Cardinal Timothy Dolan commends the people of New York for coming together during Sandy


A week after the worst storm in history bashed the east coast of the United States, leaving devastation in New York and New Jersey, Cardinal Timothy Dolan has praised those people affected. The New York Cardinalsaid the horrific storm brought out the best in people.
Writing in the New York Daily News newspaper, the Cardinal gave an NYPD officer as example of the sense of community felt throughout the city over the last week.
He wrote “It was a couple minutes after midnight, early Tuesday morning, the winds and rain at their peak. “Officer!” I shouted to the police officer on the steps of St. Patrick’s Cathedral. There he was under the scaffolding, looking through binoculars at all the surrounding buildings.
“Come in for a cup of coffee!” I invited him.
“Thanks, Father,” he replied, “but I gotta keep looking in case somebody up there is signaling for help.”
That police officer was an icon of this entire community this last week — poised for service, ready to respond.”

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Dolan commended the people of New York who instead of panicking, fending for ourselves and leaving people behind came together and faced the threat in unity, helping each other out.
He wrote, “This last week, New York chose option two. Thanks for the great sermon. Thursday, as I was visiting another of the storm shelters, a lady called out to me, “Hey, Cardinal, isn’t today All Saints Day?”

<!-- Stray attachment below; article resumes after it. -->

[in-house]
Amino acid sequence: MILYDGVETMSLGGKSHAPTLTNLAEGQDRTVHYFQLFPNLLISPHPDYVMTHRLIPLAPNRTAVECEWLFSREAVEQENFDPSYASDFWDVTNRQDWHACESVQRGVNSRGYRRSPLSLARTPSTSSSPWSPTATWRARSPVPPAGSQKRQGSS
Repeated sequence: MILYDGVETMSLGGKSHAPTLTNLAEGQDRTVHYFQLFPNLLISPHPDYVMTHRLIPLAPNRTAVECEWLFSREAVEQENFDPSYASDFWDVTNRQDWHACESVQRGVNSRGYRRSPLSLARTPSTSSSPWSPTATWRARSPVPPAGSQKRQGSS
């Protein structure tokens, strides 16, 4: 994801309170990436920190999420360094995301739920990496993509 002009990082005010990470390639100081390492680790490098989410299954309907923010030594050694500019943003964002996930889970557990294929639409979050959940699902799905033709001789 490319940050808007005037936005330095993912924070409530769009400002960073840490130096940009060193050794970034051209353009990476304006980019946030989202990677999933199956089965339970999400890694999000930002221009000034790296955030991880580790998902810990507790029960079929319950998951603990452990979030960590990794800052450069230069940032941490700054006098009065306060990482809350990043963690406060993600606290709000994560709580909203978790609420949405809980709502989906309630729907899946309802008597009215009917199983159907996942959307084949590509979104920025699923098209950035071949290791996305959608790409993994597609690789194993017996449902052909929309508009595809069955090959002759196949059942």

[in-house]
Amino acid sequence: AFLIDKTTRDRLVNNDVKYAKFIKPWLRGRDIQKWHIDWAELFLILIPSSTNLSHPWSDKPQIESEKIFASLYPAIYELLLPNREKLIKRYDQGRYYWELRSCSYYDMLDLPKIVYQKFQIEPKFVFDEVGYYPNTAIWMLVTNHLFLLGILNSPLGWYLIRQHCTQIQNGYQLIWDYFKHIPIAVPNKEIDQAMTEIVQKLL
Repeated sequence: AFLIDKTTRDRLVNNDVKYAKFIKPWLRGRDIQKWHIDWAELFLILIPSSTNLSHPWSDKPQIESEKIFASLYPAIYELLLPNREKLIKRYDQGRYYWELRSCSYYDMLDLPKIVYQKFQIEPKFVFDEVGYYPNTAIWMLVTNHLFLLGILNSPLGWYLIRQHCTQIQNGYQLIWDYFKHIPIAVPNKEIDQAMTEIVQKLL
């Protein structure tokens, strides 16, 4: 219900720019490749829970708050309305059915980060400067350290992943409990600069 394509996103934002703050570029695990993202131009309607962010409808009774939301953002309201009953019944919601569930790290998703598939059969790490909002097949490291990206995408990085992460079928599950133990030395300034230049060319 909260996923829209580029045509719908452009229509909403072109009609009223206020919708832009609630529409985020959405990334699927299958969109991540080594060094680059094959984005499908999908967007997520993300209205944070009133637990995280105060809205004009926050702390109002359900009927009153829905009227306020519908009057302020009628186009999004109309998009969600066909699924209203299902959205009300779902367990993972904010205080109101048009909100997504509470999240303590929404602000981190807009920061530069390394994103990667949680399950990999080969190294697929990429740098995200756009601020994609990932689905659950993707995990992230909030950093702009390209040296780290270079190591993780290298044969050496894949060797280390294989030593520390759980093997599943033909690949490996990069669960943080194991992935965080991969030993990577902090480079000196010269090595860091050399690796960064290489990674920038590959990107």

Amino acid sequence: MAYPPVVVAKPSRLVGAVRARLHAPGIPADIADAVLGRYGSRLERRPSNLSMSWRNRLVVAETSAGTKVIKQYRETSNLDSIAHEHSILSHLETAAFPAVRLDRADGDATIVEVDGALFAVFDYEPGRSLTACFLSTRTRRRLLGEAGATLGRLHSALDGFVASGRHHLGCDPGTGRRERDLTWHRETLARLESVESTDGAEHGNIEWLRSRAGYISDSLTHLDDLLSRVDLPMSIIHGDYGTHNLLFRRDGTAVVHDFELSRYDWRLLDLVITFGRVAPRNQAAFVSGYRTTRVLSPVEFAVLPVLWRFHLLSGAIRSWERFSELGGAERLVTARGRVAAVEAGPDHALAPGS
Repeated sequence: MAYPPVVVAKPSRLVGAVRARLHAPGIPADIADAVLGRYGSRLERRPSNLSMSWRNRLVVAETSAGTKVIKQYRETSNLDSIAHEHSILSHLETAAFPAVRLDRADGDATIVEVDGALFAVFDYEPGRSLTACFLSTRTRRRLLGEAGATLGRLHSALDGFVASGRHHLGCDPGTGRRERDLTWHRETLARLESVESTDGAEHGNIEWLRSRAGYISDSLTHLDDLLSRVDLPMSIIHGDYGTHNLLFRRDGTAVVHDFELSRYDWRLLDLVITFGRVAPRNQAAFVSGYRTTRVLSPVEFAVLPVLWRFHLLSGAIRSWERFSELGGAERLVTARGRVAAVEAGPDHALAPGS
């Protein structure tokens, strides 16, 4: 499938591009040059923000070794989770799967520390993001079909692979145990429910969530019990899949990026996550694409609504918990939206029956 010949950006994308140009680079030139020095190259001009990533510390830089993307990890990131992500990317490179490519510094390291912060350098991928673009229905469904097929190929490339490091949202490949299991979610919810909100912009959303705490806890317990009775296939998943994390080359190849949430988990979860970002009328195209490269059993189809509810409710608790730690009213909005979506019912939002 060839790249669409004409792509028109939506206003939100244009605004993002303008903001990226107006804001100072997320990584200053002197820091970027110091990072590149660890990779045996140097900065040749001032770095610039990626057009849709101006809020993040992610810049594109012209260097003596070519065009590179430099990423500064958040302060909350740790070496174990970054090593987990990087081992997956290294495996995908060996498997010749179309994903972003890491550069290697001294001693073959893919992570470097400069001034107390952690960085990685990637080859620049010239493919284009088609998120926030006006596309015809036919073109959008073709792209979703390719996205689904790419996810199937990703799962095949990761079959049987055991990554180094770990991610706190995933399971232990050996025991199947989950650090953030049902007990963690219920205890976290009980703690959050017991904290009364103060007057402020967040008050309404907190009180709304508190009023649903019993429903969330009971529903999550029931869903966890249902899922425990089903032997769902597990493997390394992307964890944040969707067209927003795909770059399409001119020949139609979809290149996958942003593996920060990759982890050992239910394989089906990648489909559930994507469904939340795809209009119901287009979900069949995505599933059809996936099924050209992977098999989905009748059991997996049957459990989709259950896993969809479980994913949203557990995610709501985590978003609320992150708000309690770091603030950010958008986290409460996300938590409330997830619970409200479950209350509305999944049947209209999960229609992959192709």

“It sure is,” I replied.
“Well,” she responded, pointing to the volunteers folding blankets or handing out sandwiches, “There are lots of saints here.” She was right. The selfless service and compassionate care extolled by the Bible were obvious all over the place."
The Catholic Church leader also commented on the great sense of loss that the city has felt in the past week. He observed that the city was knocked to its knees only long enough to offer “to whisper a prayer and then stood tall to start helping.”
“And once again, we confirmed what’s most important to us — life itself, faith, family, friends and community.”
He ended by saying, “At Mass today, I’ll pray for our dead and those grieving; for those who have lost so much; and in thanksgiving for a community that exemplified what is most noble, good, true and beautiful in the human soul; people that showed grace under pressure.
"And I won’t preach long, because, this Sunday, the sermon has come from you.”

Read more news from Hurricane Sandy here